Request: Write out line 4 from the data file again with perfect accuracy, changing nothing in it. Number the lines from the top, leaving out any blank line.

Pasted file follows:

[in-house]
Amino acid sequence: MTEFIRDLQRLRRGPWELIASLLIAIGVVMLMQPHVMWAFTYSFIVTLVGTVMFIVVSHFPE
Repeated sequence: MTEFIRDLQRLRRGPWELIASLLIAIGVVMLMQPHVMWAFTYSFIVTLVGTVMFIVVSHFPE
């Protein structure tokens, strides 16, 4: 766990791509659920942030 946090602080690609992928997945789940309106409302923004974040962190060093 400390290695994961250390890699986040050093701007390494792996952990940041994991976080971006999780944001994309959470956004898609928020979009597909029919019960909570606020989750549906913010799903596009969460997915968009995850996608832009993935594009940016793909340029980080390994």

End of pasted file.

């Protein structure tokens, strides 16, 4: 766990791509659920942030 946090602080690609992928997945789940309106409302923004974040962190060093 400390290695994961250390890699986040050093701007390494792996952990940041994991976080971006999780944001994309959470956004898609928020979009597909029919019960909570606020989750549906913010799903596009969460997915968009995850996608832009993935594009940016793909340029980080390994």